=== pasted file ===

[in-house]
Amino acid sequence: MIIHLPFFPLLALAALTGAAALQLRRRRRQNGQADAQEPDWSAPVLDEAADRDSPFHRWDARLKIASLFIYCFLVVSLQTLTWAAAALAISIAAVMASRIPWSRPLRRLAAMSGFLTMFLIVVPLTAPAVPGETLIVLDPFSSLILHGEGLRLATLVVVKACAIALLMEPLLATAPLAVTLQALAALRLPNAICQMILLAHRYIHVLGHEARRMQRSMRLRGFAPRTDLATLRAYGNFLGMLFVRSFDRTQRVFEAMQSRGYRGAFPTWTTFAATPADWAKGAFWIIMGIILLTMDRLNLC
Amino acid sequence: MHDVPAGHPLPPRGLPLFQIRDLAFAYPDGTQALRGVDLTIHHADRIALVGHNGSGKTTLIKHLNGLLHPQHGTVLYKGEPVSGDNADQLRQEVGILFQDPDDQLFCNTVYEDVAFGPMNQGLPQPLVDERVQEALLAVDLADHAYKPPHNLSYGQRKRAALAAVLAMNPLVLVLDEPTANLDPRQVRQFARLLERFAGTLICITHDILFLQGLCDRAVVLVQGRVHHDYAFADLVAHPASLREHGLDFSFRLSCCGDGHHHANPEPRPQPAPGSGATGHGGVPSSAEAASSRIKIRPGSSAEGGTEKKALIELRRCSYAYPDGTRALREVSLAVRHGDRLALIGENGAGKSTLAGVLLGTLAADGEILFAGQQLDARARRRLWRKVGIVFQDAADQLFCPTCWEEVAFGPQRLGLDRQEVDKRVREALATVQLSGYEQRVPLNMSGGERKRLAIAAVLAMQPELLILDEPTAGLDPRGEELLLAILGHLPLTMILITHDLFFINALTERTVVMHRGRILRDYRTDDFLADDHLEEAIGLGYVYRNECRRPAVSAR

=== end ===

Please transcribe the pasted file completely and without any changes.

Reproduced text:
[in-house]
Amino acid sequence: MIIHLPFFPLLALAALTGAAALQLRRRRRQNGQADAQEPDWSAPVLDEAADRDSPFHRWDARLKIASLFIYCFLVVSLQTLTWAAAALAISIAAVMASRIPWSRPLRRLAAMSGFLTMFLIVVPLTAPAVPGETLIVLDPFSSLILHGEGLRLATLVVVKACAIALLMEPLLATAPLAVTLQALAALRLPNAICQMILLAHRYIHVLGHEARRMQRSMRLRGFAPRTDLATLRAYGNFLGMLFVRSFDRTQRVFEAMQSRGYRGAFPTWTTFAATPADWAKGAFWIIMGIILLTMDRLNLC
Amino acid sequence: MHDVPAGHPLPPRGLPLFQIRDLAFAYPDGTQALRGVDLTIHHADRIALVGHNGSGKTTLIKHLNGLLHPQHGTVLYKGEPVSGDNADQLRQEVGILFQDPDDQLFCNTVYEDVAFGPMNQGLPQPLVDERVQEALLAVDLADHAYKPPHNLSYGQRKRAALAAVLAMNPLVLVLDEPTANLDPRQVRQFARLLERFAGTLICITHDILFLQGLCDRAVVLVQGRVHHDYAFADLVAHPASLREHGLDFSFRLSCCGDGHHHANPEPRPQPAPGSGATGHGGVPSSAEAASSRIKIRPGSSAEGGTEKKALIELRRCSYAYPDGTRALREVSLAVRHGDRLALIGENGAGKSTLAGVLLGTLAADGEILFAGQQLDARARRRLWRKVGIVFQDAADQLFCPTCWEEVAFGPQRLGLDRQEVDKRVREALATVQLSGYEQRVPLNMSGGERKRLAIAAVLAMQPELLILDEPTAGLDPRGEELLLAILGHLPLTMILITHDLFFINALTERTVVMHRGRILRDYRTDDFLADDHLEEAIGLGYVYRNECRRPAVSAR